However, instead of spotting pigs, sheep or goats in the dehesa or Mediterranean forest you are far more likely to see a roe deer such as this doe. In fact, the deer rutting season in September and October attracts tourists to listen to the bellowing of the males and the displays they put on including butting heads with their antlers.

Female Roe Deer, Monfrague NP
Female Roe Deer

From Villareal de San Carlos we descend down to the Tagus River, cross it and then head steeply upward to the mirador at Salto del Gitano which is 300 metres above the river below. It is at the spot where the river seems to split the Monfrague in two as it makes its way to Portugal.

Salto del Gitano by Alonso de Mendoza

You need a wide angle lens to get a proper shot of this amazing place so I downloaded this one from Wikipedia.

Monfrague is a nesting place for black, griffon and Egyptian vultures as well as 10 pairs of Imperial eagles, black storks and the Eurasian eagle owl. Using high powered binoculars I can see griffon vultures on the top of the mountain and many more soaring overhead.

Griffin Vultures on Salto del Gitano, Monfrague NP
Griffin Vultures on Salto del Gitano

From Salto del Gitano we head much higher up to the parking lot below Monfrague castle.

Path to Monfrague Castle

The castle sits on top of a quite narrow ridge with very steep cliffs on both sides and the views from up here are simply magnificent. In this direction you can see the Mediterranean forest on the slopes of Monfrague transition into dehesa forest below.

Mediterranean and Dehesa Forests, Monfrague NP
Mediterranean and Dehesa Forests

In another direction you can see the ruins of one of the castle’s battlements and the Tagus River bridge far below.

Looking Down from Monfrague Castle

And in another direction the confluence of the Tagus and Tietar Rivers.

Confluence of the Tagus and Tietar Rivers, Monfrague NP
Confluence of the Tagus and Tietar Rivers

But the best views are straight up as the vultures are soaring literally just over our heads. Even if you are not a birder this is an amazing sight and the one that draws people from around the world to see. There are dozens of griffon and black vultures and the occasional raptor gliding effortlessly by overhead. It’s hard to describe just how transfixing a sight this really is with no sound but the wind coming up from the river below.

Griffon Vulture Overhead
Griffin Vulture 2

You will certainly want to get a picture of yourself in this almost surreal setting.

On Monfrague Castle

As far as I know there is only one finca remaining within the boundaries of Monfrague National Park and it is one that has been there for hundreds of years and that’s where we are headed next.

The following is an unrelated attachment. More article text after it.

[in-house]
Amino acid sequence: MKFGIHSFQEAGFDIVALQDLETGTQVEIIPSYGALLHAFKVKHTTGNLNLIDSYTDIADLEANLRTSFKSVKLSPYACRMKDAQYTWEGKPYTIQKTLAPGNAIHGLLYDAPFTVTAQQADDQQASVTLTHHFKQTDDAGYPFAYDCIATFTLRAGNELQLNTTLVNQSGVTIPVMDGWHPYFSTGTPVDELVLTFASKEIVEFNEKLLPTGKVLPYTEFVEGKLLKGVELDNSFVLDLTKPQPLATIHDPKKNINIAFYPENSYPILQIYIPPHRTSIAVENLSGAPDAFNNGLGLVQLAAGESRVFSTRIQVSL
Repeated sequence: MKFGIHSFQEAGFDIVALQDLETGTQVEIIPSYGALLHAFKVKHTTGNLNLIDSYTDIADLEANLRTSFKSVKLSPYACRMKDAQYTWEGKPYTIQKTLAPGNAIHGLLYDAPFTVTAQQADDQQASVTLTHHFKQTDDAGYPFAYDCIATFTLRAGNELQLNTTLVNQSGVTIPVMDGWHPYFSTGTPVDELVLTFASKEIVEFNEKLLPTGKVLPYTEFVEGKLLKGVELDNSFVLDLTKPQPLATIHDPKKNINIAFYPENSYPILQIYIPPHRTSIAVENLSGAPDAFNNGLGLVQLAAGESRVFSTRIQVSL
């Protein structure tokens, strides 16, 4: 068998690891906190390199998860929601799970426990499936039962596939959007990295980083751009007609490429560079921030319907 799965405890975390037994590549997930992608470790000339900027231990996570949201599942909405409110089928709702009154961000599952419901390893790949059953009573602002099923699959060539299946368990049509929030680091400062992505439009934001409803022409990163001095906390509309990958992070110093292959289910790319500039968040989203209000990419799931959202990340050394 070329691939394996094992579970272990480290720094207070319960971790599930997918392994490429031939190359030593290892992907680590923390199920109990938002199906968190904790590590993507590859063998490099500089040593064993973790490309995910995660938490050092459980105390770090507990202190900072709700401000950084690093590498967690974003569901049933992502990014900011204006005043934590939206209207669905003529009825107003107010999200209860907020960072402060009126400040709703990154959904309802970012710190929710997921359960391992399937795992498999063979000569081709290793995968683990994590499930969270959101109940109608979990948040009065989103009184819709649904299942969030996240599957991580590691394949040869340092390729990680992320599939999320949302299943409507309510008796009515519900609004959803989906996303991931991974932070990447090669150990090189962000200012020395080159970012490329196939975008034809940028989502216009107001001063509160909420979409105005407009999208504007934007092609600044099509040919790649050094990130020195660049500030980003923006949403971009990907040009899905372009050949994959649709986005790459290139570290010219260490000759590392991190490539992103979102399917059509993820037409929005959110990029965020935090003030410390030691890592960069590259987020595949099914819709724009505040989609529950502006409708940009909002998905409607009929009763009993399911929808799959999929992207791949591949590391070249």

Las Corchuelas

Las Corchuelas, Monfrague National Park
Las Corchuelas

Las Corchuelas is a working finca which also offers guest accommodations and meals in a really interesting setting in Monfrague National Park. This is the owner Carmen who is a direct descendent of the family that has been living here for hundreds of years.

Our Host Carmen

These are a couple of her ancestors.


Before setting out to visit the black pigs that Carmen raises here, we sit down for a home made lunch that starts of with absolutely the best tomato soup I have ever tasted. One of the ingredients is grapes and try as I might, I cannot find any recipes on the internet that come close to how to make this.

Tomato Soup with Grapes, Monfrague NP
Tomato Soup with Grapes

The soup is followed by a hearty venison stew which I presume came from one of the roe deer that are found in Monfrague National Park. It too is just plain delicious.

Venison Stew

After lunch Carmen leads us on a walk to a spot in the dehesa where she raises black pigs. As you can see, she has an escort following her.

Carmen and the Pig

Her prized animal is this huge boar that acts as sire for the piglets.

The Boar

And his children.

Las Cochuelas Piglets, Monfrague
Las Corchuelas Piglets

Well, that wraps up this post from Monfrague National Park and my adventures in the Extremadura. If I wasn’t pressed for time I could have written many more posts. Here are just a few examples of other places I visited during my visit and that should be on any itinerary to Extremadura.

A visit to some of the many fine bodegas is a must for any wine lover.

Bodegas Toribio

The castle and cemetery of Montanchez.

Montanchez Cemetery

Walking the streets of Zafra.

Street in Zafra

Or visiting Francisco Pizarro’s home town of Trujillo.

Pizarro and Trujillo Cathedral

So what Monfrague does for nature lovers, these other towns do for history buffs.

I will be returning to Spain in April to visit the cities of Seville, Cadiz and Jerez. Stay tuned.